The 11 people you meet in the boarding lounge.

Posted on Posted in communication, culture, STM, Travel

Sitting in the boarding lounge before a trip to haiti.
We are on travel time. Not real time. A portal to elsewhere.

Flight crew saunter in and wait in the no mans land between the gate agents desk and the security doors. Flight attendants read People magazine. Captains and first officers brightly chat as they carry and ferry Starbucks to flocks of flight attendants.

Wheelchair porters stand ready. Chatting quietly with one another until it comes time to push a passenger forward. Then the appropriate charm or chill will come out according to some internal barometer of passenger patience.

Gate agents try to create order of the mass of people. Continued calls for various passengers to approach. Facing down the horde who lie in wait for the hint of upgrade. The list grows ever longer. Super elite. Elite. Sapphire. Gold. First. Business. Emergency row. Plus. Group one. The crush forward. Older annoyed passengers exclaim ‘we are all getting on the plane – no use in rushing to sit down!’

STM team members wear matching tshirts. Comic sans font proclaim team name and English scripture references. The groups resting on and around luggage piles. Members smile and chat as middle aged men share the finer points of culture or travel advice back and forth with one another as Haitians listen on.

Young Aid workers wearing jeans and fashionable scarves sit hunched over macbook pros. Older more jaded NGO workers wearing wrinkled quick dry long sleeves sit hunched over beaten-up windows machines with stickers of their aid agency stuck on the back. Both read from spreadsheets, graphs and endless email.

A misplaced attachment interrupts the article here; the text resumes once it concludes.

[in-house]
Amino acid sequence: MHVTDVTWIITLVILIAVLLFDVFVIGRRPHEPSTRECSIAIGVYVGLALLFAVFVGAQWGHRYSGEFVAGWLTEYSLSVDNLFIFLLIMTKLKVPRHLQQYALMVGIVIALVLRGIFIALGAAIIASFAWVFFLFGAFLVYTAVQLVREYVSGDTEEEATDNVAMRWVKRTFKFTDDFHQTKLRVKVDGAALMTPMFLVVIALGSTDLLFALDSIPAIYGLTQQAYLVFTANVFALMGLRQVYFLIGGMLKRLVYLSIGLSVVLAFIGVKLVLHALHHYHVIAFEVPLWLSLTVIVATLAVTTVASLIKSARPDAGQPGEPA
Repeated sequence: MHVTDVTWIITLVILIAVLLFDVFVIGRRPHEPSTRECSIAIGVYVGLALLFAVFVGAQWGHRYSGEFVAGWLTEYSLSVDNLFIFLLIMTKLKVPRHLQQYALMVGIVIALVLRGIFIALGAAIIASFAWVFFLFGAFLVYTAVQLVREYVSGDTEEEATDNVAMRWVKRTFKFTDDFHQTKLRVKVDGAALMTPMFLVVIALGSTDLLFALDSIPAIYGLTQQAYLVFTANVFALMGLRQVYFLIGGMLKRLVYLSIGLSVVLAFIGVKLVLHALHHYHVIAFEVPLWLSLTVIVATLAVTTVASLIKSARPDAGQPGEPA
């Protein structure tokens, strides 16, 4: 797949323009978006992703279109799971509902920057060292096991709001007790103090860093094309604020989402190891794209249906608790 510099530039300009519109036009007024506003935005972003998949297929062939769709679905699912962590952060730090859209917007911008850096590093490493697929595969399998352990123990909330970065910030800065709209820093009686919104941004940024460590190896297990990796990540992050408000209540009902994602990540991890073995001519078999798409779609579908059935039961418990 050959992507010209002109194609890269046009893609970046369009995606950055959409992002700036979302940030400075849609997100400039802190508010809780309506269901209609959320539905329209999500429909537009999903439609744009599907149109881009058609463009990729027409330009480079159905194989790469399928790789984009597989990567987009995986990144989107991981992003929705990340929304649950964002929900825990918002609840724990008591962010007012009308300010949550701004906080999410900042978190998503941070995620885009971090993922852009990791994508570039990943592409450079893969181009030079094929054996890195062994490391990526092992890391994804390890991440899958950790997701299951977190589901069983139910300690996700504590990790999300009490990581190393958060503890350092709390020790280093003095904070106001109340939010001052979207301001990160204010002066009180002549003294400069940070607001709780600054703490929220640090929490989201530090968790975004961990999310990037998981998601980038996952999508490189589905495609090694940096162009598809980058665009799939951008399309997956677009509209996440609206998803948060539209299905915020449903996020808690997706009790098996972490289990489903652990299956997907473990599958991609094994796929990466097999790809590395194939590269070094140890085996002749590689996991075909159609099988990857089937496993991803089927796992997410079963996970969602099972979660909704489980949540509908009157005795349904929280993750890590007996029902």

Black men, affable and portly in clerical collars walk by with cheap luggage. smiling at everyone and no one alike, slightly baffled at the intricacies of the airport.

Mixed race couples with children sit together even as they are casually separated by various I-devices. Familiar with the routine they amble forward at the call for business class passengers.

White women with Haitian babies held protective and close. If you catch their eye they look a little longer. Willing you to ask them a question.

Business men in blazers on cel phones. Those with Bluetooth gadgets in their ear at some point in the call announcing the fact that they are in an airport, credentials as an international traveller appropriately noted, they continue with the more banal news of collegial deadline and meeting – the gossip of the office.

The modern backpacker – Hipsters rest with their girlfriends. Sharing screens and earbuds. Carry on luggage artfully aged in vegan dyed leathers shunning the convenience of handles and wheels.

Young men dressed in dark jeans, loud t-shirts and gold chains sport bright red Beats headphones. They point at friends greeting and meeting their way along to the gate.

Then my group is called …

Repeat.

We are on travel time. Not real time.

Have you ever stood here?

Mark Crocker

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